I think I discovered a creationist the other day.
I was busy copying something and an acquaintance of mine approached the copier with her documents and we started chatting while I copied my pages. The conversation turned to evolutionary psychology, as it does, and I recounted an incident that took place during my first year at university. The lecturer had asked the class what evolution was and a kid replied "it says we came from monkeys" and the lecturer replied "that's right!"* I looked at her with incredulity, expecting her to gasp and splutter like I did when I witnessed this event. Instead, she responded "I don't believe in that stuff."
What did that mean? Suspecting that she meant she didn't believe in evolution, I launched into nervous chatter, trying to prevent myself from going all Charles Babbage
on her (he's the guy who once famously responded to a stupid question with this gem: "I am not able rightly to apprehend the kind of confusion of ideas that could provoke such a question"). I told her that I was very interested in the theory of evolution and that the concept is really quite simple to grasp. She asked me, and I'm paraphrasing now, "so is it a fact? Do we know that evolution is true?"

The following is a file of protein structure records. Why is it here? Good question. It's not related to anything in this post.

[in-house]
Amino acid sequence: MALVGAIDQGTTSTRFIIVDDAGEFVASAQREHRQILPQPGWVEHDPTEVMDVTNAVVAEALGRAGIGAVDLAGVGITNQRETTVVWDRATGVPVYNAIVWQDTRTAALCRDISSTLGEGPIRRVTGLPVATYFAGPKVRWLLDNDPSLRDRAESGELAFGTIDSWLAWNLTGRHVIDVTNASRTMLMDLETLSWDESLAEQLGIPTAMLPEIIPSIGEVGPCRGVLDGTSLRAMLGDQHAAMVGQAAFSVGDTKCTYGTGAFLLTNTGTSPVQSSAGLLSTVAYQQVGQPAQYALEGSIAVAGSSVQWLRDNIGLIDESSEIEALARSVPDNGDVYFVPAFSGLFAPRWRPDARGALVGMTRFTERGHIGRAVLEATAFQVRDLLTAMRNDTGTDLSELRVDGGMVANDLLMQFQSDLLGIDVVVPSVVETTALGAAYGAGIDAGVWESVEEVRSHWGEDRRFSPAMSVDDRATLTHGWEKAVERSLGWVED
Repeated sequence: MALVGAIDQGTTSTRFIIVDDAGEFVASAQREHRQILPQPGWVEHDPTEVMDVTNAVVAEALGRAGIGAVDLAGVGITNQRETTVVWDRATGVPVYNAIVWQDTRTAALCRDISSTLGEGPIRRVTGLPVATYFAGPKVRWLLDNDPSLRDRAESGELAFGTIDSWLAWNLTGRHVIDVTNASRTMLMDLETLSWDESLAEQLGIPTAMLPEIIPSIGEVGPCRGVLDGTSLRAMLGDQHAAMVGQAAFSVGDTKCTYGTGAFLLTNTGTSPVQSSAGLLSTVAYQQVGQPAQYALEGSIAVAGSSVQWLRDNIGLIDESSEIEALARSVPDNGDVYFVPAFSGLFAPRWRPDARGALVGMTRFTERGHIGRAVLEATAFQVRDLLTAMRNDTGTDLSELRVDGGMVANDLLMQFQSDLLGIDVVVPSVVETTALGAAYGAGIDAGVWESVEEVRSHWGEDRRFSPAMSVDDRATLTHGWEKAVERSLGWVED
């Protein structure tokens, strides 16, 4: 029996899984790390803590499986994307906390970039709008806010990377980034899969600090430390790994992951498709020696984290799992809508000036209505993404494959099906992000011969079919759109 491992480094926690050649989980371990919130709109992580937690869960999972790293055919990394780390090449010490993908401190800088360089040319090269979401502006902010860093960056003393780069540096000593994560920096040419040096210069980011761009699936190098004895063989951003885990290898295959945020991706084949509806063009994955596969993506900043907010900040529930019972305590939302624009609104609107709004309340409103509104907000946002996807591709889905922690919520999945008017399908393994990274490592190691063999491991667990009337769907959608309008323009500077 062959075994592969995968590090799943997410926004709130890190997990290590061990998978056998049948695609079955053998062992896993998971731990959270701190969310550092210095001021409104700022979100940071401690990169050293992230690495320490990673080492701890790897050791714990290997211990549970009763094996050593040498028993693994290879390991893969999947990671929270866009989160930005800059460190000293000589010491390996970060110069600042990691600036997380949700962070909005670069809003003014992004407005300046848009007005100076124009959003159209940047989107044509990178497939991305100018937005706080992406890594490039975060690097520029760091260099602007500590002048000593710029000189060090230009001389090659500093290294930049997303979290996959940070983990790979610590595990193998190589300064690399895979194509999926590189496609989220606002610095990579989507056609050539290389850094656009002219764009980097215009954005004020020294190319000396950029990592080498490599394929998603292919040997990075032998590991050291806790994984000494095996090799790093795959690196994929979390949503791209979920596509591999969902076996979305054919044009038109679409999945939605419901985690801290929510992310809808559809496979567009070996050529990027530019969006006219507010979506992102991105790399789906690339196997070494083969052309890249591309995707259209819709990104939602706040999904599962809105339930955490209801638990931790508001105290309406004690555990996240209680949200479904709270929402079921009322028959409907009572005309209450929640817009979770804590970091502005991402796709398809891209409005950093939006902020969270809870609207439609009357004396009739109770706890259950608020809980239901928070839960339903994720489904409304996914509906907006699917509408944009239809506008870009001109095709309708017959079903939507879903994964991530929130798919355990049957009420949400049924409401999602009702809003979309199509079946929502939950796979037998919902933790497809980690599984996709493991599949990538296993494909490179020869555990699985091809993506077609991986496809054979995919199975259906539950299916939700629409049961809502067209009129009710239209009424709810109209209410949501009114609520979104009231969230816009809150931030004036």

Well now. I tried to remain calm, since we were in a library. I told her that the theory of evolution is one of the most robust sciences and on par with the germ theory of disease and the theory of gravitation as far as acceptance is concerned. I provided her with an example of how we can witness evolution happening right here in Africa at this very moment, with the shortening of elephant tusks. She seemed interested and asked me why elephant tusks were becoming shorter, so I briefly explained that due to poachers killing the elephants with the longest tusks, the African elephants now have a gene pool containing fewer genes for long tusks, resulting in recent generations sporting significantly shorter tusks. She agreed that it was rather interesting and I, nearing the end of my copying, hurriedly told her that here, in this very library, there is a book by Jerry Coyne entitled "Evolution is True" and she really ought to get it, but I don't think she will.
They so rarely do.
* To be fair to the lecturer and my university education, the course was on the history of psychology and the section on Darwin's theory of evolution and how it affected psychology was only a paragraph in the textbook. The lecturer chuckled when she said "that's right" and I suspect that she just couldn't be bothered to get into it, since it wasn't significant in that particular course. I hope.